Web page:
What Is Horseradish?

It may lower inflammation, heal wounds, and more

Horseradish root, capsules, tincture, and extract

Verywell / Anastasia Tretiak 

Horseradish is not just a spicy condiment. The herbal supplement, horseradish, Armoracia rusticana, is an annual herb in the Brassicaceae family. Horseradish has been used traditionally, for its medicinal properties, for many years.

The horseradish plant is native to Eastern Europe. Known for its pungent odor it is less known for its traditional uses. The component in horseradish known to cause this familiar odor is also suggested to be the reason behind many of the traditional benefits attributed to the plant.

Horseradish contains several nutrients such as Vitamins C and B1, iron, calcium, magnesium and potassium. The main component is sinigrin.

This article discusses the uses of horseradish. In addition, it also looks at the components of horseradish and any precautions to its use.

Dietary supplements are not regulated in the United States, meaning the FDA does not approve them for safety and effectiveness before products are marketed. When possible, choose a supplement that has been tested by a trusted third party, such as USP, ConsumerLabs, or NSF. However, even if supplements are thir0party tested, that doesn't mean that they are necessarily safe for all or effective in general. It is important to talk to your healthcare provider about any supplement you plan to take and to check in about any potential interactions with other supplements or medications.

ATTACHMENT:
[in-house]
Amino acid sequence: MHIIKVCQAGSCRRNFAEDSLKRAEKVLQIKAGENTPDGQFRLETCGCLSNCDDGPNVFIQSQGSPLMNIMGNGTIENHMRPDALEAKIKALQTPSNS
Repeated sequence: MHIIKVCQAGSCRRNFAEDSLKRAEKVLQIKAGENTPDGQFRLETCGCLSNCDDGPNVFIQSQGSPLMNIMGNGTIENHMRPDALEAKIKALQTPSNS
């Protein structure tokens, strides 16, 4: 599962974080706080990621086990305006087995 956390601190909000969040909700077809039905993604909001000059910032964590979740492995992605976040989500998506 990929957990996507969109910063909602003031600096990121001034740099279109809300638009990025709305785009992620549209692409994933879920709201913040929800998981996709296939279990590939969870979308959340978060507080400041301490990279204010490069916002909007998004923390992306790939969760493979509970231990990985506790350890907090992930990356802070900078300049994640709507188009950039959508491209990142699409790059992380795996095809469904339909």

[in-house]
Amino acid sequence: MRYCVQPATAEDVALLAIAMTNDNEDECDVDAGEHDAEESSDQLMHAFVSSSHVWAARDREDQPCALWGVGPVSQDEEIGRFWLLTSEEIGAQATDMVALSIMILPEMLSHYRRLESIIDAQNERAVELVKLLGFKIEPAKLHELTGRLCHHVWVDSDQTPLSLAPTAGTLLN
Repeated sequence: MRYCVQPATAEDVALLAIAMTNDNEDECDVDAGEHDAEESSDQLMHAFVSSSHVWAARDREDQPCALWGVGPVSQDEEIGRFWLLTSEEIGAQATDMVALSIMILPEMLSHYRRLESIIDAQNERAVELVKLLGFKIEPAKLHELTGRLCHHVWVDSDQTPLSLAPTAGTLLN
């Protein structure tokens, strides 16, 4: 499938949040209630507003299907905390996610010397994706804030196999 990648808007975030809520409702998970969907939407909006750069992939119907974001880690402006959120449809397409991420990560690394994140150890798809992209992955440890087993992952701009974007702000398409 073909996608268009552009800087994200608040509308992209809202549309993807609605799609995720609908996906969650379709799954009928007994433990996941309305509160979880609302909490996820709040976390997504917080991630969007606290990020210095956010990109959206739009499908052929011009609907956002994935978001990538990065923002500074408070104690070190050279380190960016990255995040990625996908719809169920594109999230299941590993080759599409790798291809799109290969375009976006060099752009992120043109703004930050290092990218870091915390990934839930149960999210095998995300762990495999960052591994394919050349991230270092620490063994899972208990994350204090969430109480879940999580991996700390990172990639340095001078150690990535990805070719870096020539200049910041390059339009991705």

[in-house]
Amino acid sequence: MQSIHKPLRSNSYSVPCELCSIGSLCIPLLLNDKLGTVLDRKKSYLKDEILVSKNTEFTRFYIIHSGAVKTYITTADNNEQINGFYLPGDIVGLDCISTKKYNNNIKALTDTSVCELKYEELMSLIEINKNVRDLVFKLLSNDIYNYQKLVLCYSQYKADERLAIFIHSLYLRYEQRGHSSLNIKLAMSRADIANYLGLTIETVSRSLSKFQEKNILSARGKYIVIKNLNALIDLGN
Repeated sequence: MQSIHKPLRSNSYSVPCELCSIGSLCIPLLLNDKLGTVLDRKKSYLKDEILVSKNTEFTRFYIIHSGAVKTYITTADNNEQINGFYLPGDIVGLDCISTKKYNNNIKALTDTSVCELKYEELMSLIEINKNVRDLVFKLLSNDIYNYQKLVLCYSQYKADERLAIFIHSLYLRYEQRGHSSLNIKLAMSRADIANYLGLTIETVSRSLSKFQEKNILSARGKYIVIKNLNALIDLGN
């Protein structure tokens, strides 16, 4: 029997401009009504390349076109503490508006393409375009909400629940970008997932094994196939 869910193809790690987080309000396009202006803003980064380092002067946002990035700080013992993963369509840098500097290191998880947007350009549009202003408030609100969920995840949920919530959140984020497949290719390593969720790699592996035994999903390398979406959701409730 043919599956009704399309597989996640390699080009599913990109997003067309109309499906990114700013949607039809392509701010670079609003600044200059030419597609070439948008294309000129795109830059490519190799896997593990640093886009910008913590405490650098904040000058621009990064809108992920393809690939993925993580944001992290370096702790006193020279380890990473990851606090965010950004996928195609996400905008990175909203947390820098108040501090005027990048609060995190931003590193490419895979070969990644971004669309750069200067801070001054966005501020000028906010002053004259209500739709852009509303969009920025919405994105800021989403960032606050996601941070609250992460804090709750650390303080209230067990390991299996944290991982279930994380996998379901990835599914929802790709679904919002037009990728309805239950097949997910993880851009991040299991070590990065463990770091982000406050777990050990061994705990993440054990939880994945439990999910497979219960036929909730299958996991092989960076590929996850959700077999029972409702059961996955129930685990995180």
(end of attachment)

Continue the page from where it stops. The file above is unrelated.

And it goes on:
Supplement Facts

  • Active Ingredient(s): Glycosides, flavonoids
  • Alternate Names(s): Chren, kren, red cole
  • Legal Status: Generally recognized as safe (GRAS)
  • Suggested Dose: 3-4 grams daily; dried root take 20 grams per day; infusion and as a syrup, 2-gram doses several times per day; tincture take 2-4 grams of the dried equivalent per day.
  • Safety Considerations: Hypothyroidism, peptic ulcers, gastritis, kidney disease, pregnancy, breastfeeding, and children under 4 years of age

Uses of Horseradish